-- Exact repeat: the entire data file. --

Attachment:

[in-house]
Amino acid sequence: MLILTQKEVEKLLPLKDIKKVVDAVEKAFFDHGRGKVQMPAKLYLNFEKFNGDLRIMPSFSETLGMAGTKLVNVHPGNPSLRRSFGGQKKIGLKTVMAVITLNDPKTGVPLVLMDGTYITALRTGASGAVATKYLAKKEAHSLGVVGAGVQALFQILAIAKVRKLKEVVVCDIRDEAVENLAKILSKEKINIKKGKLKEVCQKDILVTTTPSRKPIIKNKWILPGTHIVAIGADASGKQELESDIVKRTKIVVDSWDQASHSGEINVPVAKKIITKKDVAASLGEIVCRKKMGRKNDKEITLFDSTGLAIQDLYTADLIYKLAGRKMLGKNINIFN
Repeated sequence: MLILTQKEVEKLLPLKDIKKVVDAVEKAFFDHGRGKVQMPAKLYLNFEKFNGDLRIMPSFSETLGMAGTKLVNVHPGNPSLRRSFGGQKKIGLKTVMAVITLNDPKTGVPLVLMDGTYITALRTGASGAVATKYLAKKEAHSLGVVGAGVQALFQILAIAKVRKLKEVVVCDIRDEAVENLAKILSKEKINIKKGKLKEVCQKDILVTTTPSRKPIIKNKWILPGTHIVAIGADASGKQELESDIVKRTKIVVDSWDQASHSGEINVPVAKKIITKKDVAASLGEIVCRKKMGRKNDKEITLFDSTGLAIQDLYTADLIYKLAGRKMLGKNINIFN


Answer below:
[in-house]
Amino acid sequence: MLILTQKEVEKLLPLKDIKKVVDAVEKAFFDHGRGKVQMPAKLYLNFEKFNGDLRIMPSFSETLGMAGTKLVNVHPGNPSLRRSFGGQKKIGLKTVMAVITLNDPKTGVPLVLMDGTYITALRTGASGAVATKYLAKKEAHSLGVVGAGVQALFQILAIAKVRKLKEVVVCDIRDEAVENLAKILSKEKINIKKGKLKEVCQKDILVTTTPSRKPIIKNKWILPGTHIVAIGADASGKQELESDIVKRTKIVVDSWDQASHSGEINVPVAKKIITKKDVAASLGEIVCRKKMGRKNDKEITLFDSTGLAIQDLYTADLIYKLAGRKMLGKNINIFN
Repeated sequence: MLILTQKEVEKLLPLKDIKKVVDAVEKAFFDHGRGKVQMPAKLYLNFEKFNGDLRIMPSFSETLGMAGTKLVNVHPGNPSLRRSFGGQKKIGLKTVMAVITLNDPKTGVPLVLMDGTYITALRTGASGAVATKYLAKKEAHSLGVVGAGVQALFQILAIAKVRKLKEVVVCDIRDEAVENLAKILSKEKINIKKGKLKEVCQKDILVTTTPSRKPIIKNKWILPGTHIVAIGADASGKQELESDIVKRTKIVVDSWDQASHSGEINVPVAKKIITKKDVAASLGEIVCRKKMGRKNDKEITLFDSTGLAIQDLYTADLIYKLAGRKMLGKNINIFN